December 11, 2012
Column about Romney’s defeat was full of excuses
To the editor:
In response to George Michael’s column about why Mitt Romney lost the election (Nov. 16): Boo hoo! Michael listed everything he could think of as to why; any excuse will do. Even he knows Republicans know when to stop beating a dead horse.
Michael tried to make Romney out as the poor picked-on candidate. Never mind he first shot himself in the foot when he chose Paul Ryan as a running mate. Selfish and self-absorbed, trying to force his agenda on the nation. Then, there was the evasion of taxes information. Dumb. And how about the flip-flopping over every issue when he found nobody was buying what he was selling? Then, there was the smear campaign he ran against our president (who, by the way, reached across the aisle many times and had his hand refused in compromise).
There are many issues in Michael’s column to address, but the only one left for me to mention is the voter turnout. Please. There are a lot of Republicans who have good common sense. They know that horse is dead.
Don’t give up on stadium if donation falls through
To the editor:
There is a misconception developing in our political discourse that the downtown sports and events center cannot be built without the much anticipated $15 million anonymous donation. What we need to remember is that the downtown sports and events center was a viable project long before we became aware of a possible single, large private donation.
On Feb. 21, 2012, the City of Hagerstown and the Board of County Commissioners committed funds to study the feasibility of constructing a new facility that would retain professional baseball. On April 13, 2012, the consultant report was released with a very positive outlook for the project, both in its return for investment and its ability to rejuvenate the surrounding area. On May 1, 2012, the Board of County Commissioners made available $400,000 annually contingent on a downtown revitalization project, and on May 8, 2012, the city voted to match it. On Aug. 3, 2012, the city committed funds for environmental and other preliminary work to study the site for the project.
At this point, the business terms of a lease were under negotiation that included more private funds for the project through lease payments and naming rights. In addition, the governor and comptroller had visited our town and endorsed the project promising their support. The prospect alone of the new facility created excitement and speculation about private/spinoff downtown redevelopment as evidenced by increased visits and phone calls to the city’s economic development department. The numbers add up, the return on investment was more than imagined, prospective investors were calling and the whole thing seemed ready for action. It is only at that point that the first notion of a donor emerged.
I admire the confidence this donor had in this project and our downtown to even consider such a significant donation. I share their enthusiasm. However, should that donation not materialize, the project should still move forward. In this event, the naming rights, which are a valuable asset, become available again, providing some revenue to the already positive financial outlook of the project. While some rescaling might be necessary, all is not lost.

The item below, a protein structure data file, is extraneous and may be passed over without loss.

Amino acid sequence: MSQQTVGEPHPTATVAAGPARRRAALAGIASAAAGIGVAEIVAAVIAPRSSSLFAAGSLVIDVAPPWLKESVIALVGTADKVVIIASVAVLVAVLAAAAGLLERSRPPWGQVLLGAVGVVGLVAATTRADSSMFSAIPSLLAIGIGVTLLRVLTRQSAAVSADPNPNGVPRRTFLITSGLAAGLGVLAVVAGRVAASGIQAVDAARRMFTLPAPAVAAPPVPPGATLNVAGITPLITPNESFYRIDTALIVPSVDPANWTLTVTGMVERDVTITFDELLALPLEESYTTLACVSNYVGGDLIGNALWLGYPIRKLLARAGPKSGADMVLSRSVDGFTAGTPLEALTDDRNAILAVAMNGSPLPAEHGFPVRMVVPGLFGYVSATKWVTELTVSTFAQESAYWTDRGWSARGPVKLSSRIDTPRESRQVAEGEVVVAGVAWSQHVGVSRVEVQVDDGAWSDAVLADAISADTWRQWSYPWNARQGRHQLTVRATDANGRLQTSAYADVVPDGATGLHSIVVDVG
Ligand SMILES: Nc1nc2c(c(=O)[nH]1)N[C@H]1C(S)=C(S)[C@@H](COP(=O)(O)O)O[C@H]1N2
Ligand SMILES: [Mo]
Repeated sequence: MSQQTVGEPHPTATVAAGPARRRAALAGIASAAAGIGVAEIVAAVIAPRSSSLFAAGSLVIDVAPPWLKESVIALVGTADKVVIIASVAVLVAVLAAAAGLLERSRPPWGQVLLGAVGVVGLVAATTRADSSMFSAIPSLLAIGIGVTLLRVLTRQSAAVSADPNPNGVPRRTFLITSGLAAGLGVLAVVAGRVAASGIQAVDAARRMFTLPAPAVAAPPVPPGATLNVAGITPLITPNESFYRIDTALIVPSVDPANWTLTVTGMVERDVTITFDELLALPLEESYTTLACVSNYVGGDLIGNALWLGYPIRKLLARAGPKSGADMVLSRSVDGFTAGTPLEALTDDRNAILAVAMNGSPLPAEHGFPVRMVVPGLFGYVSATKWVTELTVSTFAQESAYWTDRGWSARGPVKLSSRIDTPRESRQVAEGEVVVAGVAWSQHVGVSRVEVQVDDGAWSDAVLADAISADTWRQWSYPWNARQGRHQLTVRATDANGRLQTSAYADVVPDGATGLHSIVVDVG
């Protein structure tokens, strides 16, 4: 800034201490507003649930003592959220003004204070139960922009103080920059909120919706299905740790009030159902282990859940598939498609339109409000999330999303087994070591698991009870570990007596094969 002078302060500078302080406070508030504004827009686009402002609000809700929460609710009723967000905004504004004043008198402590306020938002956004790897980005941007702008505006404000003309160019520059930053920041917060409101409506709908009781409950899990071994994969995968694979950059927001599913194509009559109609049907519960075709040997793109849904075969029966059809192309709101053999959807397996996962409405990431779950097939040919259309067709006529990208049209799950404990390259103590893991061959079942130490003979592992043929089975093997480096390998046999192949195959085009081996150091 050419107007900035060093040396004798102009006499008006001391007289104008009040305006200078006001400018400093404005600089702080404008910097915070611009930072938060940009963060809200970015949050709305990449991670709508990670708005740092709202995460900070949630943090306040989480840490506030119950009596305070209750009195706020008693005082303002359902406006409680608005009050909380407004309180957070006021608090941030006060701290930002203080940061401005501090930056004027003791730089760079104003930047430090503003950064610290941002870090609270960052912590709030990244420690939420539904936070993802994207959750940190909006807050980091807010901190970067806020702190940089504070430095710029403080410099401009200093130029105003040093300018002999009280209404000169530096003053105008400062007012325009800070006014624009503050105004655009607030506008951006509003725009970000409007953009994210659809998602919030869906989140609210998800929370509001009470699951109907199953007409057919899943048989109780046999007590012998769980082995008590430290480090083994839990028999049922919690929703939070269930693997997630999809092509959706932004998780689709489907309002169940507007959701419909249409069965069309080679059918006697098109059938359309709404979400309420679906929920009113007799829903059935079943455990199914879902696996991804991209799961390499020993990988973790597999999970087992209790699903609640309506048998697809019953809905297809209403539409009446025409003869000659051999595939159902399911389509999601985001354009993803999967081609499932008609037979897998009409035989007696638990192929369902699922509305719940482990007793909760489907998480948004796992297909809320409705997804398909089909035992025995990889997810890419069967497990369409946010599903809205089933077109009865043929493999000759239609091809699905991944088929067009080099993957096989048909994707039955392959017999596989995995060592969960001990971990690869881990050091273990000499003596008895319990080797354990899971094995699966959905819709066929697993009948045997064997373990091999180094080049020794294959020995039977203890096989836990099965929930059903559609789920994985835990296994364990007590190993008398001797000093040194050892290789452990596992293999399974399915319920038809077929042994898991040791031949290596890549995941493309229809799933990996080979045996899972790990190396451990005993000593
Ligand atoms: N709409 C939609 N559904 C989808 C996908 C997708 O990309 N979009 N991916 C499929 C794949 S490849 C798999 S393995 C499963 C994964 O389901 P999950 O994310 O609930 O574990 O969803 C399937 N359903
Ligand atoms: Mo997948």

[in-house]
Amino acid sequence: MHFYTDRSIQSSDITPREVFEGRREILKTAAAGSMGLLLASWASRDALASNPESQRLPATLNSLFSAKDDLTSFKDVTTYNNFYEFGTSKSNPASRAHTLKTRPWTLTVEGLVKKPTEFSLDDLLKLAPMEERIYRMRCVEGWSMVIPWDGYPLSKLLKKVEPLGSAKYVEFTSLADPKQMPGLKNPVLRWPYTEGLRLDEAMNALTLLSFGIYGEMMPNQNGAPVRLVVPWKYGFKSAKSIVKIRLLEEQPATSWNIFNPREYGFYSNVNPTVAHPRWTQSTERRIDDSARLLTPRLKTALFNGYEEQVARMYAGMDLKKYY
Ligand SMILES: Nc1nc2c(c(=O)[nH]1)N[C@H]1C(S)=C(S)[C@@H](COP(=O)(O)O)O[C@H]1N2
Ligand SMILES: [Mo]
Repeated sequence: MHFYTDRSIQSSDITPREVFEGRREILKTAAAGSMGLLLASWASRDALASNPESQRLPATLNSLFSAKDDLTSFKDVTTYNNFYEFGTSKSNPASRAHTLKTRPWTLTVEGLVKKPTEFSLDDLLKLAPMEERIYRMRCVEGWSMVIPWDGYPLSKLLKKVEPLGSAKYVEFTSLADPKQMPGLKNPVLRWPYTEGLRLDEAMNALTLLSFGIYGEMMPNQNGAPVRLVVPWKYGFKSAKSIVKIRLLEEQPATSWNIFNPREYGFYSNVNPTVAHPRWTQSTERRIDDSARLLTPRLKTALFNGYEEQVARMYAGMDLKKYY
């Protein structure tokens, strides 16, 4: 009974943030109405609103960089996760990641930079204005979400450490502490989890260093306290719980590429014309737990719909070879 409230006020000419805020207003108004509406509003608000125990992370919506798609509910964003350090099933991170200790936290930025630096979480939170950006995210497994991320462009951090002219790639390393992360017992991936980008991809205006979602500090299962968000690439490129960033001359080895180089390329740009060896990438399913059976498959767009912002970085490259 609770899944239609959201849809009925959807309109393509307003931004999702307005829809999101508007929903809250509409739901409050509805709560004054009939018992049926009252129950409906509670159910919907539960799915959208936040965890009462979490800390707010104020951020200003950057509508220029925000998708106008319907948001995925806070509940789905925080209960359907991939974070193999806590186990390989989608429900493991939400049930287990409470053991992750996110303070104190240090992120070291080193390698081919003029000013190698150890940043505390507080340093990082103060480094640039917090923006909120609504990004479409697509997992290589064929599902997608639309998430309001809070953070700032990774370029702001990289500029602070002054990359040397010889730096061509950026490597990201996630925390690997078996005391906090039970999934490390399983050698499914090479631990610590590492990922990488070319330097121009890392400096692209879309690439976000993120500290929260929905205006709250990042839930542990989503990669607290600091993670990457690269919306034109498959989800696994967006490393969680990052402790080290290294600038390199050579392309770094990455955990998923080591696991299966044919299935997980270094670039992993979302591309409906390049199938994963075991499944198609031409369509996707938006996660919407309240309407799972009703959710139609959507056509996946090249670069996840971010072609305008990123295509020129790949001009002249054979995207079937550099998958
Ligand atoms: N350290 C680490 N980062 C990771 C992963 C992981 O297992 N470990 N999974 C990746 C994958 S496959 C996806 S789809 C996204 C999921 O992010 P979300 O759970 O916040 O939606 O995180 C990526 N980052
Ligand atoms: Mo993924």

Quitting on the project because the donation did not materialize sends a bad message to the watchful world beyond Hagerstown and to the small businesses and entrepreneurs who have staked a claim in our downtown core. It says that we do not have confidence in our downtown and only want to advance it as long as we don’t have to try hard or overcome any setbacks. I prefer that we reacquaint ourselves with the supporting data, take charge and bring to fruition this worthwhile endeavor. We can show everyone that we are willing to invest in ourselves and, in doing so, give others the confidence to invest in us, too. Let’s overcome the fear and misinformation and see this valuable project through. All we have to lose is the decay and declining reputation of our downtown and this fine community.
Don’t count on others to report lost pets
To the editor:
Recently, our family had the unfortunate experience of having our very timid dog, Zoe, run away from the dogsitter while we were on vacation. After returning home early, we had no idea where to start looking. We posted signs in adjacent neighborhoods as well as our own, ran ads in the newspaper, contacted radio stations and alerted the Humane Society.
While going door to door in our neighborhood one week into our search, two different people told us that they had spotted our dog a few days earlier. They had seen the posted signs and the ad in the newspaper and heard it on the radio, but neither person was inclined to give us a call. Had we been contacted when she was seen, we would have known where to focus our search.
Thankfully, two other people called us the following week to alert us of possible sightings. At this point, we were visiting businesses near our neighborhood. One of the employees at a business said he had the dog in his arms two days after she went missing. Had someone there held onto her and called the Humane Society, we would have been reunited sooner. The employee that I spoke to said he had seen notices in the newspaper and on a Facebook page a day later, but he did not let us know.
Please understand, just because a lost dog might not have a collar does not mean that there is not a family searching for it. Please don’t assume that someone else will call. A 30-second phone call could make all the difference. Please call with any possible sightings so that the owner of a missing animal knows where to begin looking.
Thank you to those who helped look and those who called when they glimpsed our dog and eventually allowed Zoe to be found and returned home, a little thinner but safe and sound.
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